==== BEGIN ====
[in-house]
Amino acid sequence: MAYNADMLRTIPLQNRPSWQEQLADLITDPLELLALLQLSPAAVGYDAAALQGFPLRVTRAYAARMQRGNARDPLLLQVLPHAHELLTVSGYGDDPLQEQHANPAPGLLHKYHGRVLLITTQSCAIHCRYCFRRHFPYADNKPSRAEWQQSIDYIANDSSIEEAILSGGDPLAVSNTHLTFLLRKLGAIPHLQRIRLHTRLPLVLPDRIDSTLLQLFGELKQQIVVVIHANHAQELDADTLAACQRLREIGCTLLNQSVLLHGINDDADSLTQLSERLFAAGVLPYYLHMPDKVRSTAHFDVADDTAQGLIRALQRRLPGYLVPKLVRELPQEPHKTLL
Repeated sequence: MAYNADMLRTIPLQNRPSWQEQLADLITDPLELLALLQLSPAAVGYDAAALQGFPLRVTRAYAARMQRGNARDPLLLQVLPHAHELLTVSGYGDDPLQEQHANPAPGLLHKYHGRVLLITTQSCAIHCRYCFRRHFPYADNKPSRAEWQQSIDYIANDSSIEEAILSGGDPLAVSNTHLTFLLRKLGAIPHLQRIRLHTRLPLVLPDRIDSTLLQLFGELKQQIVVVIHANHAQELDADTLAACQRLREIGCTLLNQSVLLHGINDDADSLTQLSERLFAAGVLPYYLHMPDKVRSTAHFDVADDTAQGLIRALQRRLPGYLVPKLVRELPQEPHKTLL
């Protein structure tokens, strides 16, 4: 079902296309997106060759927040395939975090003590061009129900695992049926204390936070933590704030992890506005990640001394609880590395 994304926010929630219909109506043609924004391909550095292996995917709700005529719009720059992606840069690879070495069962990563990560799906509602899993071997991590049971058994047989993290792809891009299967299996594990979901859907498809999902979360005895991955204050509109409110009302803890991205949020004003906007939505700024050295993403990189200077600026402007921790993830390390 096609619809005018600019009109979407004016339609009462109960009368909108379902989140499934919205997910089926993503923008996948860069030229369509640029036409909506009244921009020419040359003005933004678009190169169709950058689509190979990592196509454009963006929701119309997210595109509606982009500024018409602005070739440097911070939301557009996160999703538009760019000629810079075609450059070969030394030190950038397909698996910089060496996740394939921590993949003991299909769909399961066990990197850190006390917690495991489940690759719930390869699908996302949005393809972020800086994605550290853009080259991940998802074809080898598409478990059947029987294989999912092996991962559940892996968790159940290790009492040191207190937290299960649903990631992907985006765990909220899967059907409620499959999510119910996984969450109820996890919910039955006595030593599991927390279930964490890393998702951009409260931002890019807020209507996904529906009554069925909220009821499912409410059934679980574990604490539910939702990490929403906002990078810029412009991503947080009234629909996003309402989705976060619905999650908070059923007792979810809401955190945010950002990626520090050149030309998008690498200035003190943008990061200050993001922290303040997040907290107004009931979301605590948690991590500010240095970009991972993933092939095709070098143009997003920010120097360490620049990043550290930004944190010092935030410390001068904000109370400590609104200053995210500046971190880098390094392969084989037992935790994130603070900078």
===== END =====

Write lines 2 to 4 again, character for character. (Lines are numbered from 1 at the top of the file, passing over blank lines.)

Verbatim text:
Amino acid sequence: MAYNADMLRTIPLQNRPSWQEQLADLITDPLELLALLQLSPAAVGYDAAALQGFPLRVTRAYAARMQRGNARDPLLLQVLPHAHELLTVSGYGDDPLQEQHANPAPGLLHKYHGRVLLITTQSCAIHCRYCFRRHFPYADNKPSRAEWQQSIDYIANDSSIEEAILSGGDPLAVSNTHLTFLLRKLGAIPHLQRIRLHTRLPLVLPDRIDSTLLQLFGELKQQIVVVIHANHAQELDADTLAACQRLREIGCTLLNQSVLLHGINDDADSLTQLSERLFAAGVLPYYLHMPDKVRSTAHFDVADDTAQGLIRALQRRLPGYLVPKLVRELPQEPHKTLL
Repeated sequence: MAYNADMLRTIPLQNRPSWQEQLADLITDPLELLALLQLSPAAVGYDAAALQGFPLRVTRAYAARMQRGNARDPLLLQVLPHAHELLTVSGYGDDPLQEQHANPAPGLLHKYHGRVLLITTQSCAIHCRYCFRRHFPYADNKPSRAEWQQSIDYIANDSSIEEAILSGGDPLAVSNTHLTFLLRKLGAIPHLQRIRLHTRLPLVLPDRIDSTLLQLFGELKQQIVVVIHANHAQELDADTLAACQRLREIGCTLLNQSVLLHGINDDADSLTQLSERLFAAGVLPYYLHMPDKVRSTAHFDVADDTAQGLIRALQRRLPGYLVPKLVRELPQEPHKTLL
């Protein structure tokens, strides 16, 4: 079902296309997106060759927040395939975090003590061009129900695992049926204390936070933590704030992890506005990640001394609880590395 994304926010929630219909109506043609924004391909550095292996995917709700005529719009720059992606840069690879070495069962990563990560799906509602899993071997991590049971058994047989993290792809891009299967299996594990979901859907498809999902979360005895991955204050509109409110009302803890991205949020004003906007939505700024050295993403990189200077600026402007921790993830390390 096609619809005018600019009109979407004016339609009462109960009368909108379902989140499934919205997910089926993503923008996948860069030229369509640029036409909506009244921009020419040359003005933004678009190169169709950058689509190979990592196509454009963006929701119309997210595109509606982009500024018409602005070739440097911070939301557009996160999703538009760019000629810079075609450059070969030394030190950038397909698996910089060496996740394939921590993949003991299909769909399961066990990197850190006390917690495991489940690759719930390869699908996302949005393809972020800086994605550290853009080259991940998802074809080898598409478990059947029987294989999912092996991962559940892996968790159940290790009492040191207190937290299960649903990631992907985006765990909220899967059907409620499959999510119910996984969450109820996890919910039955006595030593599991927390279930964490890393998702951009409260931002890019807020209507996904529906009554069925909220009821499912409410059934679980574990604490539910939702990490929403906002990078810029412009991503947080009234629909996003309402989705976060619905999650908070059923007792979810809401955190945010950002990626520090050149030309998008690498200035003190943008990061200050993001922290303040997040907290107004009931979301605590948690991590500010240095970009991972993933092939095709070098143009997003920010120097360490620049990043550290930004944190010092935030410390001068904000109370400590609104200053995210500046971190880098390094392969084989037992935790994130603070900078």